Individuals with EDs reported experiencing a higher number of different SLEs (M = 2.6, Mdn = 2) than individuals in the control group (M = 1.6, Mdn = 1; p < .001). The overall case-control comparison showed that individuals in the ED group were significantly more likely to have experienced three or more SLEs (OR 2.08, 95% CI 1.49–2.90), than one or two SLE types (OR 1.82, 95% CI 1.30–2.57) compared with controls (see Table 5). Apart from the AN-R subtype, a pattern emerged that was consistent with a cumulative effect of multiple SLE types for all subtypes (AN-BP, BN/BED, AN/BN/BED). Thus, there was support for an association between binge-eating/purging EDs and SLEs that was stronger for individuals with more extensive SLE history.

Table 5 Associations between multiple SLEs and ED groups (overall and by subtype) versus controls (controlled for age, gender, and education)


The current study investigated the history of a variety of different lifetime SLEs in individuals with and without lifetime EDs, differentiated by subtype. Individuals with binge-eating/purging subtypes of EDs had experienced SLEs more often than controls, and it was more common for these groups to be exposed to multiple types of events. Rape, other sexual assault, and emotional abuse were significantly more common in the ED group as a whole than in the control group, and this held true for all ED subtypes with the exception of AN-R. This is consistent with previous research reporting a stronger association between a range of SLEs and binge-eating/purging EDs than restrictive AN [4, 12, 26, 39, 40]. The event category “other SLE” was significantly more common in all ED groups, and certain SLEs (bereavement and life-threatening disease) were more common for only some ED subtypes. The average onset age for both ED onset and SLE was during adolescence, and the majority of SLEs in the ED group occurred prior to ED onset. More than half of the ED group had experienced at least one SLE prior to developing significant ED symptoms, which raises the possibility that such events can be a trigger contributing to the onset of EDs. By assessing a number of different SLEs throughout life, we showed that both non-sexual and sexual SLEs are associated with binge-eating/purging EDs and thus add to the growing knowledge of sociocultural factors in EDs.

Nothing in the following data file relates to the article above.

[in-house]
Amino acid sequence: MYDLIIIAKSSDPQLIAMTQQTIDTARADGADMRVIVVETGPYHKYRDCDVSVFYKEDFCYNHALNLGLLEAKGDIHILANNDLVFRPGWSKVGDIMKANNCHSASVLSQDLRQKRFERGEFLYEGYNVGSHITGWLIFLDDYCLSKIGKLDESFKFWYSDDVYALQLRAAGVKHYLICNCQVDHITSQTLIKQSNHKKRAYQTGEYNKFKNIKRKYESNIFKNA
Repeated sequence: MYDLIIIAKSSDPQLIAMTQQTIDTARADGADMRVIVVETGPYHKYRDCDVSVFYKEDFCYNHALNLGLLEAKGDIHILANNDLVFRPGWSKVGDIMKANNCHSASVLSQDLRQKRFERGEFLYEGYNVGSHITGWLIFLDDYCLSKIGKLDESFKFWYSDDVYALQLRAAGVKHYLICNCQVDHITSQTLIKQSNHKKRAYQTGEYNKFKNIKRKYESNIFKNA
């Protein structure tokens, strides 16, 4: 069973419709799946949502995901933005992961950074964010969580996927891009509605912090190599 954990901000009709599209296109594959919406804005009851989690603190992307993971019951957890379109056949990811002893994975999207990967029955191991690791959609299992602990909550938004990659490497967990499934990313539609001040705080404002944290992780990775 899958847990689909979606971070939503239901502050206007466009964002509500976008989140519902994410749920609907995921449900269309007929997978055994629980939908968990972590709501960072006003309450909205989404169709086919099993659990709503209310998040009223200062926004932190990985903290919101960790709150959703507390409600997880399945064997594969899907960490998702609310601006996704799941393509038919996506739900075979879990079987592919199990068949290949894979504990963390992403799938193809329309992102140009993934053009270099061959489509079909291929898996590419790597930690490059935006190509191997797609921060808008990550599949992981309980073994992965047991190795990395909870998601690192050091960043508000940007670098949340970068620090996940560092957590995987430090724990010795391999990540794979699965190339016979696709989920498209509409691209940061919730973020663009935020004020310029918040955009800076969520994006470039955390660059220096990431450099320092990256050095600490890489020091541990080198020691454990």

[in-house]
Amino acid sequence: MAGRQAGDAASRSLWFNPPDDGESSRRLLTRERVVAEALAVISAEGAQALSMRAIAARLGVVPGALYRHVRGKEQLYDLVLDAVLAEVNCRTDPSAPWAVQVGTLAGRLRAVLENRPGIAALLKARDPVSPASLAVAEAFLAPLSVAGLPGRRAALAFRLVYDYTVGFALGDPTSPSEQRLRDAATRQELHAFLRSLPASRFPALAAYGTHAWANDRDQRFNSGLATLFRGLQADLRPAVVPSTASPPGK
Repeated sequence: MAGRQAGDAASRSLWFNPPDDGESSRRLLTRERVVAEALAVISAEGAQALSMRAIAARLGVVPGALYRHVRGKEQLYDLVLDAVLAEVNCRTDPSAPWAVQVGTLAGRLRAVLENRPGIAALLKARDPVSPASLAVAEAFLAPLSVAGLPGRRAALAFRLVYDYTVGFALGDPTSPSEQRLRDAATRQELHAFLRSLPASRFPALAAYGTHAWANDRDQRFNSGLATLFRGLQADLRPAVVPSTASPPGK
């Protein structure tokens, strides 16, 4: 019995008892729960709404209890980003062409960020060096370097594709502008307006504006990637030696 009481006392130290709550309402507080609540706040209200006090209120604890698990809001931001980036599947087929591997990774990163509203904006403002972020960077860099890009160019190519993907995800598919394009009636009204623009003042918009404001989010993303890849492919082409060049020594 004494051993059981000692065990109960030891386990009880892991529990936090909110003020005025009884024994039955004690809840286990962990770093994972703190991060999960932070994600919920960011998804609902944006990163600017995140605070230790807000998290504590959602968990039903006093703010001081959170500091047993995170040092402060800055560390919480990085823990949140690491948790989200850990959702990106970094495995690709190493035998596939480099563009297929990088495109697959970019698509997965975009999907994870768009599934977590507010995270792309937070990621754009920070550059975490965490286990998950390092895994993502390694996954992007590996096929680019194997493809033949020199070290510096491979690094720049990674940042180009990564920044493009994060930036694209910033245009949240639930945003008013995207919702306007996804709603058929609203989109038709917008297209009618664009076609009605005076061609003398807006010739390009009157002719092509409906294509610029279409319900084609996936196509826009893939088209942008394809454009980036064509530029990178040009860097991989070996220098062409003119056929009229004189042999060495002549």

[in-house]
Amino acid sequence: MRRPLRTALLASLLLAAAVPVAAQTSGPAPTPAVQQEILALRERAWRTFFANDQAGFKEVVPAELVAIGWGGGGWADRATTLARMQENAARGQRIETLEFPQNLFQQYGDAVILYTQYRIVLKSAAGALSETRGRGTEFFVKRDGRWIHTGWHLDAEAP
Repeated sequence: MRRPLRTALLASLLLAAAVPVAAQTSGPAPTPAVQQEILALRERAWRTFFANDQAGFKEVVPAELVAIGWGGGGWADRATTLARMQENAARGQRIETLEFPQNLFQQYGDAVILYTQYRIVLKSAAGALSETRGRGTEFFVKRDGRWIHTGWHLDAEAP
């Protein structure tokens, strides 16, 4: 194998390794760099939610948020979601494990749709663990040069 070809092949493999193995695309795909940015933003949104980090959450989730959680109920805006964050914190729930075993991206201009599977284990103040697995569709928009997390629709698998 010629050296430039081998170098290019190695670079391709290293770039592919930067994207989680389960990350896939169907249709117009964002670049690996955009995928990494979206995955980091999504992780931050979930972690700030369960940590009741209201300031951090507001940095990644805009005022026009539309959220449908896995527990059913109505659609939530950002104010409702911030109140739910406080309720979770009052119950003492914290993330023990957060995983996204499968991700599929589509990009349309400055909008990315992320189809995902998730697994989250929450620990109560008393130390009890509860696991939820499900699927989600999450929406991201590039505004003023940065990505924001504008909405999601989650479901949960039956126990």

Our findings support the observation that exposure to SLEs is more prevalent among individuals with binge-eating/purging EDs than controls. These individuals were between two and three times more likely than controls to have experienced any SLE, with the highest individual associations being for sexual and emotional abuse. The association was also stronger for those with a higher number of different SLEs. This finding is consistent with other research showing a cumulative effect of multiple adversities on a range of negative health outcomes [41]. The strength of the associations in the present study is comparable to previous studies finding OR’s in the range of 2–3 for different types of adversities including emotional, physical and sexual child abuse, sexual assault, family disruption, parental psychiatric illness, parental teasing, and bullying [3, 26, 40, 42,43,44,45]. We have previously reported associations between school-age bullying and EDs in the same sample as the present study, with a similar pattern of results [28]. Together, these findings indicate that history of SLEs is common among individuals with EDs, underscoring the importance of environmental factors in these patient groups.